Sign In Forgot Password

From the Rabbi -  Mar 14, 2024

Rabbi Chaitovsky

Studies have shown that people with a sense of humor have more positive moods, fewer negative moods, and an increased satisfaction with life in general. Laughter is beneficial for mental health and has physical health benefits as well - it can relax muscles, improve blood circulation, reduce blood pressure, and enhance respiration.

Dr. Rod Martin, who meticulously studied the psychology of humor for over three decades, distinguished between different categories of humor, some of which can be beneficial to the self or others, while others can be damaging. Affiliative humor, used to lighten the mood, to make the self or others feel better, is psychologically beneficial. But when it is used to put down the self or others, through sarcasm, teasing, derision, or ridicule, it can be psychologically damaging.

The Talmud (Ta’anit 22a) relates a story about Rabbi Berokah Hoza’ah who was walking through the marketplace when he met Elijah the Prophet. Rabbi Berokah asked Elijah if there was anyone in the marketplace who merited a share in the World to Come. Elijah identified two average looking individuals.

Wondering what it was that earned them their share in the World to Come, Rabbi Berokah asked them their occupation. They replied that they were jesters and when they see people who are sad they cheer them up with a good joke. The Sages appreciated the healing power of humor and the potential reward one receives for using this power to heal others.

In stark contrast, a paradigm of aggressive humor is the scoffer (leitz). Our tradition offers many statements which caution against becoming a scoffer. The impulse of the scoffer is to be cynical and sarcastic, denigrating and dismissing anything of significance.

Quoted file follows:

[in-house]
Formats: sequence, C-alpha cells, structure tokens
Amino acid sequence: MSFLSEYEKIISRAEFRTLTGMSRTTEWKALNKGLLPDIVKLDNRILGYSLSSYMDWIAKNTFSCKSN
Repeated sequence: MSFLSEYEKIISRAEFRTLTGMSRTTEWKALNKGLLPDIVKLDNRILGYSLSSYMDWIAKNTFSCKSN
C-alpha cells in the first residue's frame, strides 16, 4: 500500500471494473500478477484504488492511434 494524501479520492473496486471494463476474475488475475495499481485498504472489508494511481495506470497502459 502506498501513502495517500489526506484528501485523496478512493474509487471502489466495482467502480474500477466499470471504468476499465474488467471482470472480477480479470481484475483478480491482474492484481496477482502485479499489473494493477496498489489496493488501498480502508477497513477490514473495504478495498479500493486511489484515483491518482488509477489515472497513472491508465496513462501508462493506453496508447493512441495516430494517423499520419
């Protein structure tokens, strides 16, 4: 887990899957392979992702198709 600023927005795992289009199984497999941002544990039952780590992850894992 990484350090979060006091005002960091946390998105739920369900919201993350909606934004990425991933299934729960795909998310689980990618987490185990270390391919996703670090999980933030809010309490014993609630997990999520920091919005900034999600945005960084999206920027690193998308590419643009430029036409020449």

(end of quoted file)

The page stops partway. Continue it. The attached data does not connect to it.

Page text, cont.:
Parshat Pekudei provides a detailed—and what at first glance seems unnecessary—accounting of all of the material used to construct the Tabernacle in the desert. The Midrash offers a backstory, which suggests the context for this detailed account. Moshe overheard a conversation between two scoffers. One pointed to the robust size of Moshe’s neck and thighs, accusing Moshe of eating and drinking in excess, as he had more means and wealth than the rest of the nation. “Of course he is rich. He is responsible for all of the money collected for the Tabernacle and there is no oversight,” his friend responded. “What do you expect?”

It is remarkable that someone would accuse Moshe of stealing from the funds raised for the mishkan, the House of God, especially after having successful bargained Yet, this is the negative and debilitating power of cynicism and scoffing. This aggressive type of humor against others, may get a short-lived good laugh, but it damages relationships, and is corrosive to living a meaningful life.

Humor is clearly a double edged sword. It can be positive and it can be negative. Let us always seek to harness the power of affiliative humor to enhance our psychological and spiritual well-being.

Shabbat shalom…and see you in shul

Thu, April 18 2024 10 Nisan 5784